Inaccessible Island, one of the United Kingdom’s Tristan da Cunha islands, is part of a World Heritage Site in the South Atlantic. Uninhabited and hard to land on – hence its name – it is rarely visited by marine ornithologists. Supporting four ACAP-listed species and free of introduced mammals it is an important seabird island.
The most recent survey, the fourth by the FitzPatrick Institute, has recently taken place, with 75 days spent ashore from mid-September to late November. Overall, the island’s seabird populations appear healthy, with increases in some of those surveyed, as summarized below for the ACAP-listed species.
Two chicks of this Critically Endangered species were seen on the island for the first time since 1988, confirming that the island’s tiny relict population of just a handful of pairs continues to survive – in some years no chicks have been recorded.
One of the two Tristan Albatross chicks on Inaccessible Island in summer 2018/19. The main island of Tristan da Cunha towers in the background 31 km away
Atlantic Yellow-nosed and Sooty Albatrosses
Numbers of both of these globally threatened species in monitoring areas were higher than in 2004 or 2009. A total of 22 GPS-loggers was deployed on Atlantic Yellow-nosed Albatrosses (Endangered) to compare with tracking data from birds tagged on nearby Nightingale Island in the same season by Richard Phillips of the British Antarctic Survey. Twenty of the loggers were recovered before the team left the island, of which 18 were successfully downloaded.
The Vulnerable Spectacled Petrel population, an Inaccessible Island breeding endemic, continues to increase, with ongoing range extensions recorded in the east of the island. A new count approach using random transects, implemented with assistance from Tristan Conservation Department staff, suggests there may be as many as 30 000 occupied burrows on the island, considerably higher than the last estimate of 15 000 pairs in 2009, continuing the roughly 7% per year growth estimated since the 1930s.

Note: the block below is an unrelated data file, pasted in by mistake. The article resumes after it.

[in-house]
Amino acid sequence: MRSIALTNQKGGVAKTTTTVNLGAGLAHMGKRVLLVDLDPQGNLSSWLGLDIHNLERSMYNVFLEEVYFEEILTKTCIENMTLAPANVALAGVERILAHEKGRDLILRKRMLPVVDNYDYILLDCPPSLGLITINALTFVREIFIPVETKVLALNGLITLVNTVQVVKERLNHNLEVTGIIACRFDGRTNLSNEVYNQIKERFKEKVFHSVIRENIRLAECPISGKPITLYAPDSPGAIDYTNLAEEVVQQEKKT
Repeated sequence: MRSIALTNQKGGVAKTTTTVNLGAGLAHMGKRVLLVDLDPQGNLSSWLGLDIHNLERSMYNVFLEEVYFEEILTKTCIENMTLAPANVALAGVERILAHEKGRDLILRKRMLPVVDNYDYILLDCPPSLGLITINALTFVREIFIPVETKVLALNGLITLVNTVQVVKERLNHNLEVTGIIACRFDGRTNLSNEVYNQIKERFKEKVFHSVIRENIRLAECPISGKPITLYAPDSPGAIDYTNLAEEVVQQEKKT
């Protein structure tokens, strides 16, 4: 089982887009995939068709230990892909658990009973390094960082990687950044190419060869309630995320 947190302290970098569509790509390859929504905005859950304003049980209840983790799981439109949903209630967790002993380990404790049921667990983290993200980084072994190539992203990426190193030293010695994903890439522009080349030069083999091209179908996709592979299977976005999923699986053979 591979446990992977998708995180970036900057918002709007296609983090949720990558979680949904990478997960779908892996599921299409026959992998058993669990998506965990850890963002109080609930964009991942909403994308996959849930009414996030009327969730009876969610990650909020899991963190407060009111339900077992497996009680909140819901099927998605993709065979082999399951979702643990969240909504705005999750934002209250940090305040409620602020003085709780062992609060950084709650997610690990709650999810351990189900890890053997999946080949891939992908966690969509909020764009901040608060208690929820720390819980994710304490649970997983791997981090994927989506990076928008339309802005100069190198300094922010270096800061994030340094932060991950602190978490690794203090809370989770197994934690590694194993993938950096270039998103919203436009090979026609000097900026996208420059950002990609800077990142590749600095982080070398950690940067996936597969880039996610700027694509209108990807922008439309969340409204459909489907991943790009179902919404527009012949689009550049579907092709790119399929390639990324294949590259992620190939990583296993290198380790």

As scientific papers emerge from this year’s surveys of the four ACAP species they will be featured in ACAP Latest News.
The Tristan Administrator, Island Council and Conservation Department gave approval for the Inaccessible Island research visit. Tristan Islanders Leo Glass, Julian Repetto and George Swain gave assistance in the field. The research team included Maëlle Connan (Zoology Department, Nelson Mandela University) and Ben Dilley (FitzPatrick Institute). The South African National Antarctic Programme provided berths on the S.A. Agulhas II and helicopter support.
*Tristan vernacular names in parentheses.
Ringeye survey team on Inaccessible Island’s Cairn Peak; from left to right: George Swain, Julian Repetto & Leo Glass (Tristan Conservation Department) and Ben Dilley (FitzPatrick Institute)
Photographs by Peter Ryan
McClelland, G.T.W., Bond, A.L., Sardana, A. & Glass, T. 2016. Rapid population estimate of a surface-nesting seabird on a remote island using a low-cost unmanned aerial vehicle. Marine Ornithology 44: 215-220.
RSPB & Tristan da Cunha Government 2010. Gough and Inaccessible Islands World Heritage Site Management Plan April 2010 – March 2015. [Sandy: Royal Society for the Protection of Birds & Edinburgh, Tristan da Cunha: Government of Tristan da Cunha]. 32 pp.
Ryan, P.G. 2005. Inaccessible Island Seabird Monitoring Manual. RSPB Research Report No.16. Sandy: Royal Society for the Protection of Birds. 32 pp.
Ryan, P.G. 2007. Field Guide to the Animals and Plants of Tristan da Cunha and Gough Island. Newbury, UK: Pisces Publications. 162 pp.
Ryan, P.G. & Moloney, C.L. 2000. The status of Spectacled Petrels Procellaria conspicillata and other seabirds at Inaccessible Island. Marine Ornithology 28: 93-100.
Ryan, P.G., Dorse, C. & Hilton, G.M. 2006. The conservation status of the Spectacled Petrel Procellaria conspicillata. Biological Conservation 131: 575-583.
Peter Ryan, FitzPatrick Institute, University of Cape Town & John Cooper, ACAP Information Officer, 20 December 2018